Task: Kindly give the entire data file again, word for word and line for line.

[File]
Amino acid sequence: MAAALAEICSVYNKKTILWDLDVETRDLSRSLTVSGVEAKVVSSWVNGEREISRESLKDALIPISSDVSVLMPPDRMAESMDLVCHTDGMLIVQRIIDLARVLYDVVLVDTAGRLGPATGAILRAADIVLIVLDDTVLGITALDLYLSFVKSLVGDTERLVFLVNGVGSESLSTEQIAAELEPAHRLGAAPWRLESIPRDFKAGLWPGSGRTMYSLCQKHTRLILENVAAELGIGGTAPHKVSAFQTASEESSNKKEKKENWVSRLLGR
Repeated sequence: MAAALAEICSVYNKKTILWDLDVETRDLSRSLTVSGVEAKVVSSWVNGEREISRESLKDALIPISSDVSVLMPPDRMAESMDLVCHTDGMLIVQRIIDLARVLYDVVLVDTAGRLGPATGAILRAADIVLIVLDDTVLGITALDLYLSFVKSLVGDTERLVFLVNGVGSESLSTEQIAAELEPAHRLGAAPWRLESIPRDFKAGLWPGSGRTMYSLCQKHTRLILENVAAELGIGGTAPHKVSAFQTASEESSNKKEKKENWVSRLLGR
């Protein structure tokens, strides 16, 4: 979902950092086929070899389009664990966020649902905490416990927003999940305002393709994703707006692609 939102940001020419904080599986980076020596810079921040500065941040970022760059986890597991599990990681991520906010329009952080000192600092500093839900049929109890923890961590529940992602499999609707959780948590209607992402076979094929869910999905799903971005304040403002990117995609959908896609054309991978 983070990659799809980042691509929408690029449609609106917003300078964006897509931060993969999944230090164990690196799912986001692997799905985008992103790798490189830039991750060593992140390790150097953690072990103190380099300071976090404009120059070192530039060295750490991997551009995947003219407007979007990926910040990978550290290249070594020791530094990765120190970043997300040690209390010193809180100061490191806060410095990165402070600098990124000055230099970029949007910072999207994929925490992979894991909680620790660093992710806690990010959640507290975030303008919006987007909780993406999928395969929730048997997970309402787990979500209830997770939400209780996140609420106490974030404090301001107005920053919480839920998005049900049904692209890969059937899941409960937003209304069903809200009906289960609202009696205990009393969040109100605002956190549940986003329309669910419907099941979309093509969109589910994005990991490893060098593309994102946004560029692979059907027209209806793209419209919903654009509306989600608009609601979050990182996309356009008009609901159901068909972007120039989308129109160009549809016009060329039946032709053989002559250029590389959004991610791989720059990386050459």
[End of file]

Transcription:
Amino acid sequence: MAAALAEICSVYNKKTILWDLDVETRDLSRSLTVSGVEAKVVSSWVNGEREISRESLKDALIPISSDVSVLMPPDRMAESMDLVCHTDGMLIVQRIIDLARVLYDVVLVDTAGRLGPATGAILRAADIVLIVLDDTVLGITALDLYLSFVKSLVGDTERLVFLVNGVGSESLSTEQIAAELEPAHRLGAAPWRLESIPRDFKAGLWPGSGRTMYSLCQKHTRLILENVAAELGIGGTAPHKVSAFQTASEESSNKKEKKENWVSRLLGR
Repeated sequence: MAAALAEICSVYNKKTILWDLDVETRDLSRSLTVSGVEAKVVSSWVNGEREISRESLKDALIPISSDVSVLMPPDRMAESMDLVCHTDGMLIVQRIIDLARVLYDVVLVDTAGRLGPATGAILRAADIVLIVLDDTVLGITALDLYLSFVKSLVGDTERLVFLVNGVGSESLSTEQIAAELEPAHRLGAAPWRLESIPRDFKAGLWPGSGRTMYSLCQKHTRLILENVAAELGIGGTAPHKVSAFQTASEESSNKKEKKENWVSRLLGR
């Protein structure tokens, strides 16, 4: 979902950092086929070899389009664990966020649902905490416990927003999940305002393709994703707006692609 939102940001020419904080599986980076020596810079921040500065941040970022760059986890597991599990990681991520906010329009952080000192600092500093839900049929109890923890961590529940992602499999609707959780948590209607992402076979094929869910999905799903971005304040403002990117995609959908896609054309991978 983070990659799809980042691509929408690029449609609106917003300078964006897509931060993969999944230090164990690196799912986001692997799905985008992103790798490189830039991750060593992140390790150097953690072990103190380099300071976090404009120059070192530039060295750490991997551009995947003219407007979007990926910040990978550290290249070594020791530094990765120190970043997300040690209390010193809180100061490191806060410095990165402070600098990124000055230099970029949007910072999207994929925490992979894991909680620790660093992710806690990010959640507290975030303008919006987007909780993406999928395969929730048997997970309402787990979500209830997770939400209780996140609420106490974030404090301001107005920053919480839920998005049900049904692209890969059937899941409960937003209304069903809200009906289960609202009696205990009393969040109100605002956190549940986003329309669910419907099941979309093509969109589910994005990991490893060098593309994102946004560029692979059907027209209806793209419209919903654009509306989600608009609601979050990182996309356009008009609901159901068909972007120039989308129109160009549809016009060329039946032709053989002559250029590389959004991610791989720059990386050459």